Comment by Liron on Dissolving the Problem of Induction · 2020-12-28T20:45:39.323Z · LW · GW

I think at best you can say Deutsch dissolves the problem for the project of science

Ok I think I'll accept that, since "science" is broad enough to be the main thing we or a superintelligent AI cares about.

Comment by Liron on Dissolving the Problem of Induction · 2020-12-28T17:51:15.243Z · LW · GW

Since "no one believes that induction is the sole source of scientific explanations", and we understand that scientific theories win by improving on their competitors in compactness, then the Problem of Induction that Russell perceived is a non-problem. That's my claim. It may be an obvious claim, but the LW sequences didn't seem to get it across.

You seem to be saying that induction is relevant to curve fitting. Sure, curve fitting is one technique to generate theories, but tends to be eventually outcompeted by other techniques, so that we get superseding theories with reductionist explanations. I don't think curve fitting necessarily needs to play a major role in the discussion of dissolving the Problem of Induction.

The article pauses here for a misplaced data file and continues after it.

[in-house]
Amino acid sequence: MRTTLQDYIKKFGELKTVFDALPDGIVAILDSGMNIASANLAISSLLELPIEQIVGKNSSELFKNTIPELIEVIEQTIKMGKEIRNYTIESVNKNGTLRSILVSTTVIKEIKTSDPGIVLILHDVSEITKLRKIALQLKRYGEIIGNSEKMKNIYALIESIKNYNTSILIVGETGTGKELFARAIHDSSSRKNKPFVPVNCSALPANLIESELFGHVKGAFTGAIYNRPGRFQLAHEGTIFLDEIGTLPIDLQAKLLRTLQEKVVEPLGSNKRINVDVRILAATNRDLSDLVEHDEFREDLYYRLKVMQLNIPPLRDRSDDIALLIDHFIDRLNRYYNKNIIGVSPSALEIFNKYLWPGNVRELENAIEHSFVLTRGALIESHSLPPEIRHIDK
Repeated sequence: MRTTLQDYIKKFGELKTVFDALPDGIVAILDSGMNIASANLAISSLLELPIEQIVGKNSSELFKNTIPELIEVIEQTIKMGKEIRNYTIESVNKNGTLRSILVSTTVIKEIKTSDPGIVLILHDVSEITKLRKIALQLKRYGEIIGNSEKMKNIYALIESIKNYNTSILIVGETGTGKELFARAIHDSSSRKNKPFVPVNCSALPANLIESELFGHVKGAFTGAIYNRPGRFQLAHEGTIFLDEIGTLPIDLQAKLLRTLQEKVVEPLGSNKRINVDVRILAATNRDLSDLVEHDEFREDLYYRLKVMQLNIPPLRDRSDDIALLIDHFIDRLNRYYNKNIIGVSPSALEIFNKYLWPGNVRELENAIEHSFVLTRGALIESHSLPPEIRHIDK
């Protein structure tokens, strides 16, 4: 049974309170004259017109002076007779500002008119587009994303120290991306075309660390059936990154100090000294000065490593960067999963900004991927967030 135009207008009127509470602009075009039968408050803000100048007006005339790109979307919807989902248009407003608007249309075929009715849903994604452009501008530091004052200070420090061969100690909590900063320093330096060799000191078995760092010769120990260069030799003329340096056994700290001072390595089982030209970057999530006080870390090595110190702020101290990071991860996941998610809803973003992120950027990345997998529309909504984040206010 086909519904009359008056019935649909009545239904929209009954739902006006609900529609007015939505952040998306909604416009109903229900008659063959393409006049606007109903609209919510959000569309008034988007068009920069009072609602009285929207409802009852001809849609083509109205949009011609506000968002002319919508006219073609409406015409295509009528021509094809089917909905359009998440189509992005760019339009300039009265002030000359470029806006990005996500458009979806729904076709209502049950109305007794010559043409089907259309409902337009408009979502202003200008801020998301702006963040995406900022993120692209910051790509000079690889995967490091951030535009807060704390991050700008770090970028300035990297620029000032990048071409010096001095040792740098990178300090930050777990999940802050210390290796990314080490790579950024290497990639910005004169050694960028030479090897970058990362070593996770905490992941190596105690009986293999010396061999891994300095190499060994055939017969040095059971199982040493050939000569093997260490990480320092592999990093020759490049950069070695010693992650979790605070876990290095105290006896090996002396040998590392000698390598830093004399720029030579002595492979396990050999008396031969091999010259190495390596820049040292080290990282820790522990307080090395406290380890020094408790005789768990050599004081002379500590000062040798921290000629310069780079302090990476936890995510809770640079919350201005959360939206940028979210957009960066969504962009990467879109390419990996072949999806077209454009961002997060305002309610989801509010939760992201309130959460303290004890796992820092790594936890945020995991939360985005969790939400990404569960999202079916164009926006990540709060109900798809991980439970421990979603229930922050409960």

Comment by Liron on Dissolving the Problem of Induction · 2020-12-28T13:40:23.326Z · LW · GW

Ah yeah. Interesting how all the commenters here are talking about how this topic is quite obvious and settled, yet not saying the same things :)

Comment by Liron on Dissolving the Problem of Induction · 2020-12-28T13:37:57.150Z · LW · GW

Theories of how quarks, electromagnetism and gravity produce planets with intelligent species on them are scientific accomplishments by virtue of the compression they achieve, regardless of why quarks appear to be a thing.

Comment by Liron on Dissolving the Problem of Induction · 2020-12-28T12:16:46.398Z · LW · GW

If we reverse-engineer an accurate compressed model of what the universe appears like to us in the past/present/future, that counts as science.

If you suspect (as I do) that we live in a simulation, then this description applies to all the science we've ever done. If you don't, you can at least imagine that intelligent beings embedded in a simulation that we build can do science to figure out the workings of their simulation, whether or not they also manage to do science on the outer universe.